Charting the Snowball Method of Paying Off Debts



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February 22, 2017 Update: Merged the “minimum payment” and “minimum payment type” columns and added an “extra” field

January 26, 2017 Update: I added a sentence mentioning debt stacking / debt avalance.

November 29, 2016 Update: I cleaned up the code some, simplified the input table, performed some bug fixes, and provided a better default example.

I was curious as to the difference between the two methods of snowballing debt. The snowball method, if you’re not familiar with it, is often used when you have multiple debts. You keep paying the same amount each month, and when you finish paying off one debt, you add that payment amount to another debt. The other debt is either the one with the lowest balance, which is much more commonly associated with the snowball method, or the one with the highest interest rate, which is more mathematically advantageous. This second method is sometimes called debt stacking or debt avalanche in order to contrast it with the debt snowball.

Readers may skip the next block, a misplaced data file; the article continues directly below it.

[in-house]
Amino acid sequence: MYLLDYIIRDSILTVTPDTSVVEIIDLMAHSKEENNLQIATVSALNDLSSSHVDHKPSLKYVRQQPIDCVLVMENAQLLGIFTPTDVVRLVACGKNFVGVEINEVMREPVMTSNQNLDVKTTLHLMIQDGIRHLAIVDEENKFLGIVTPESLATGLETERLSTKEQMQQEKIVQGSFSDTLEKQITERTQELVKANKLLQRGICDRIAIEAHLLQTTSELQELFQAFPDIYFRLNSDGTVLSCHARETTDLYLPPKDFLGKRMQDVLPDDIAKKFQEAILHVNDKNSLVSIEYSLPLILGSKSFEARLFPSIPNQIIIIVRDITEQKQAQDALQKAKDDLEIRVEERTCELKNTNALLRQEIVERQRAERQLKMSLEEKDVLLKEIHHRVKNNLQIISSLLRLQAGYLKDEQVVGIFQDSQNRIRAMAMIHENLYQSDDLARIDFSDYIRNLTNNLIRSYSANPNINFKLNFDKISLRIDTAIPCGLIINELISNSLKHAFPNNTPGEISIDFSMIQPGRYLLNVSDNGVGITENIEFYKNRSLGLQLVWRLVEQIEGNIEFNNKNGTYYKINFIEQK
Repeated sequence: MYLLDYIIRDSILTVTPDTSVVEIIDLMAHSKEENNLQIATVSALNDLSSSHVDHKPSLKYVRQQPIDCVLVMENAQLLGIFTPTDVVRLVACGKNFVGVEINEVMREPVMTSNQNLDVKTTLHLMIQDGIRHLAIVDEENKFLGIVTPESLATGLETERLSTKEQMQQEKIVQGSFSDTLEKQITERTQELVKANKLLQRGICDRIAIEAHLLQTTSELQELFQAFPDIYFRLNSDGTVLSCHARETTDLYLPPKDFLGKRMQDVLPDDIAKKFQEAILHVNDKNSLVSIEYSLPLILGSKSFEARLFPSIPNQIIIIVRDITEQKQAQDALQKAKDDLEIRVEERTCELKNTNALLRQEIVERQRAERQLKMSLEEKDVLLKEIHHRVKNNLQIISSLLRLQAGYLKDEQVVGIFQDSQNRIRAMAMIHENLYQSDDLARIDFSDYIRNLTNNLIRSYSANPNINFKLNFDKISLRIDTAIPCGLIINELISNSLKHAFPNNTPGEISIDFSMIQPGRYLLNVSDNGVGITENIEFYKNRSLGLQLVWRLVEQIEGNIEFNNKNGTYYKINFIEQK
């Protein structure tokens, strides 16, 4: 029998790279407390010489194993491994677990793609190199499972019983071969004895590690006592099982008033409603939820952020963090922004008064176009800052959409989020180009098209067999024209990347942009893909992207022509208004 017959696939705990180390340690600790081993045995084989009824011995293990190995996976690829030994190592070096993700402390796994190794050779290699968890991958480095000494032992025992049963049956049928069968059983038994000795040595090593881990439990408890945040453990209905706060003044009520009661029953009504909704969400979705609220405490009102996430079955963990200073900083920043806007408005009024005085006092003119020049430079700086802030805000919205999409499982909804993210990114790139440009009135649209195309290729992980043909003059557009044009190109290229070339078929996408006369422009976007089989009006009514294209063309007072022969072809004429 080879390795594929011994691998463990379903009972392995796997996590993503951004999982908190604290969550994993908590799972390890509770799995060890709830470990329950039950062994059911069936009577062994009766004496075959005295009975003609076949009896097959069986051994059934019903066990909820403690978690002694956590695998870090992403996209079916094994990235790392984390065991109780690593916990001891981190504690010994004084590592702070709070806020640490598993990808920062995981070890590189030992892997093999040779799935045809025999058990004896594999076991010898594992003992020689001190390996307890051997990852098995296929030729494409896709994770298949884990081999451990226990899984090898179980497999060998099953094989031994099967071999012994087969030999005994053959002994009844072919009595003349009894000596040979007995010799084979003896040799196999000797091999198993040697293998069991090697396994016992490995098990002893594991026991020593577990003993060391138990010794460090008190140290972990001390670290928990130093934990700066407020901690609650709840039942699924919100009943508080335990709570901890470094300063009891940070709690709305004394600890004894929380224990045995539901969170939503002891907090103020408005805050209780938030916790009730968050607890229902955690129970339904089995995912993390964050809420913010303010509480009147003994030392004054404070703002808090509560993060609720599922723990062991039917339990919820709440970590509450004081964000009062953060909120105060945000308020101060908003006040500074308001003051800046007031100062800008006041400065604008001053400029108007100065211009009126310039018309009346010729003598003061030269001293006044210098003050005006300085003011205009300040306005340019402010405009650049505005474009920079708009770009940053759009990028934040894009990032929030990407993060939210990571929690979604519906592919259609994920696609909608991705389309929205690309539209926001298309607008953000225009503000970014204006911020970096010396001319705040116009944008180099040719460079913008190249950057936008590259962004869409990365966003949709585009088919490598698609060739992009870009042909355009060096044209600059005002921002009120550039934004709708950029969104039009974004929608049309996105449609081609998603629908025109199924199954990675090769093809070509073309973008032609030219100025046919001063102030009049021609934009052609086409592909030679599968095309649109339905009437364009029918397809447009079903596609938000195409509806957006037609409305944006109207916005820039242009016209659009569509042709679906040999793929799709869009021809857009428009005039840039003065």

Scroll down to the bottom to play with the variables. I used c3 for the charts, which in turn uses d3. I also used jQuery. After I was done, I used jscompress.com to minify and hopefully improve some performance. Check out the unminified code here.

Just Making the Payments

Total Paid

Total Balance and Minimum Payment over Time

Total Accounts over Time

Snowball Method Using the Highest Rate

Total Paid

Total Balance and Minimum Payment over Time

Total Accounts over Time

Snowball Method Using the Lowest Balance

Total Paid

Total Balance and Minimum Payment over Time

Total Accounts over Time

DebtStarting BalanceRateMinimum Payment
Extra: $

1 comment for Charting the Snowball Method of Paying Off Debts

  • This is really great to see. You often hear a lot about the snowball method being the ideal method to pay off debt, but you don’t really see the math showing the difference over time. Thanks for sharing this, Joe.

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